Parks Canada biologist Pippi Lawn surveys thousands of endangered contorted-pod evening-primrose plants following restoration efforts, which increased the population size at this site on Sidney Spit by 950 per cent. (Parks Canada)

Parks Canada biologist Pippi Lawn surveys thousands of endangered contorted-pod evening-primrose plants following restoration efforts, which increased the population size at this site on Sidney Spit by 950 per cent. (Parks Canada)

Endangered plant thrives after Sidney Spit restoration

Coastal sand ecosystem returning to health after 1.5 years of work

Summertime on Sidney Spit can be wonderful for visitors, but it is also a crucial time for the coastal sand ecosystem there. Over the last two years, volunteers and Parks Canada staff have been removing invasive plants, and according to Pippi Lawn of Gulf Islands National Park Reserve (GINPR), the project has been quite the success.

One plant in particular, the contorted-pod evening primrose, has increased by 950 per cent thanks to their efforts. The new meadow is bursting with 30,000 new plants.

“The response in such a short amount of time is beyond our wildest expectations,” said Lawn.

A healthy sand ecosystem has patchy vegetation with open spaces and some degree of free-flowing sand. In the past, invasive species like scotch broom and European beach grass had covered the area and locked the sand in place, squeezing out the species-at-risk.

To propagate more of the contorted-pod evening primrose, staff collect a small amount of seed from the existing plants and give them to Fort Rodd Hill National Historic Site, which has a species-at-risk nursery. Staff take more seed from the nursery-grown plants and send it to Sidney Spit, where it is sown on a prepared habitat that is cleared of invasive species. That way, the new plants have the same genetics.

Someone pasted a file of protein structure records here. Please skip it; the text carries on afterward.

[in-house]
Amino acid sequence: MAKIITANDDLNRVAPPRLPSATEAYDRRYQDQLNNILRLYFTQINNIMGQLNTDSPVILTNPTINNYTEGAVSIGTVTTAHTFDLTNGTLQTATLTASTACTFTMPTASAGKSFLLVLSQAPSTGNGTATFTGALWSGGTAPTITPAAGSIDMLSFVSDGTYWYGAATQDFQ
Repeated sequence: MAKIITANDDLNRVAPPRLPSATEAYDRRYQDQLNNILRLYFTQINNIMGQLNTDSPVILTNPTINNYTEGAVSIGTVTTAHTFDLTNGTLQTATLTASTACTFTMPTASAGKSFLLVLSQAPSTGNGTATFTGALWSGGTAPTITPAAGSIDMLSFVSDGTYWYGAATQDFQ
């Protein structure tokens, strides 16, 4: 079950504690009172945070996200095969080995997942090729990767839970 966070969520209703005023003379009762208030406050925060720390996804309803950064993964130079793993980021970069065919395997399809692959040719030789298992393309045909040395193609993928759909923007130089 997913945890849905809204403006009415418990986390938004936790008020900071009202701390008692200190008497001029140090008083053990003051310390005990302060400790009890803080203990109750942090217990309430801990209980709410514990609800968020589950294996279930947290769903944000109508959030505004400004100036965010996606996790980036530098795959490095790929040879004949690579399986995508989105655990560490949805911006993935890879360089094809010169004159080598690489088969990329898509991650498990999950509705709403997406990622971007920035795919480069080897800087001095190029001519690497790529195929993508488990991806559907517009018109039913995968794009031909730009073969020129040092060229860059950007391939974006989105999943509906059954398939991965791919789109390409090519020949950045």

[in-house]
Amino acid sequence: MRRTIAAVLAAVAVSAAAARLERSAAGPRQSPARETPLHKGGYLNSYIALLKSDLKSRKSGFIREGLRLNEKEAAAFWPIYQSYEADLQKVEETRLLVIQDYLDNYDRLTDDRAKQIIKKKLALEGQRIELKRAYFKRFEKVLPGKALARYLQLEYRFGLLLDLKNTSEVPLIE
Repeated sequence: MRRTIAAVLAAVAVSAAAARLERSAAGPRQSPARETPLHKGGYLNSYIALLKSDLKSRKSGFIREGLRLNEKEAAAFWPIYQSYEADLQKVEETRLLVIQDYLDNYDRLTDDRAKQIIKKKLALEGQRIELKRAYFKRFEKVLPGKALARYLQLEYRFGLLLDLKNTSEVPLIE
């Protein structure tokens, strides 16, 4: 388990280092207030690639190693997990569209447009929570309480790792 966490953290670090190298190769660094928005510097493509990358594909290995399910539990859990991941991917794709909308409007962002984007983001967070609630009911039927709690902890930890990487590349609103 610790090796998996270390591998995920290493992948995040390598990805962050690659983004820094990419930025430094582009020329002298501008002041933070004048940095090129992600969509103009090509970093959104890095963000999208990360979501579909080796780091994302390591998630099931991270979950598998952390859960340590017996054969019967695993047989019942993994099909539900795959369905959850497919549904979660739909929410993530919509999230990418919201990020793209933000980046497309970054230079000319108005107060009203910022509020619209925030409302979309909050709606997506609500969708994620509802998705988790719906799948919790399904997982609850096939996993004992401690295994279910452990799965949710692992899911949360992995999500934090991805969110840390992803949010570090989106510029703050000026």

The plants don’t need water, just time, and the occasional weed pull to ensure the prepared habitat stays clear of invasives.

“It used to be a forest of scotch broom out there, and now it’s all gone,” said Lawn.

European Beach Grass is more tricky, said Lawn, with underground rhizomes where roots and plants can sprout from. They require repeated digging and prying to remove, and Lawn is thankful to the volunteers who come out to help despite the sometimes wet weather.

The work is typically done over the winter months by staff and volunteers, because during the summer, the area is most fragile. The common nighthawk (which despite its name is a threatened species on the federal Species At Risk Act) lays its eggs directly on the sand, and those could be trampled.

During peak volunteer peak season, fall and spring, they have three events a week, often on weekends. There are 298 volunteers on the site, and over 1,800 volunteer hours have been logged over a year and a half.

“It’s a really beautiful place to work because it’s out on the sand spit,” said Lawn. “It’s positive work where you’re having tangible positive effects on the species at risk.”

Lawn said people are welcome to visit Sidney Spit and walk along the beach. The vegetated area higher up on the beach is closed off because it’s most sensitive (there is new signage and fencing around that area). Dog owners are also asked to keep their pets on a leash so they do not disrupt the nesting birds.

“As long as people stay out of the closed areas, that will really help these species.”

Lawn said parks and park reserves are places where these rare species can live, and that biological diversity makes ecosystems resilient against change.

“These particular species are characteristic to the ecosystem, and if we lose that, we lose something that’s very special to Canadians…It’s important we do what we can so they can still have a home where they can thrive.”

Prospective volunteers can email gulf.islands@pc.gc.ca for information.

reporter@peninsulanewsreview.com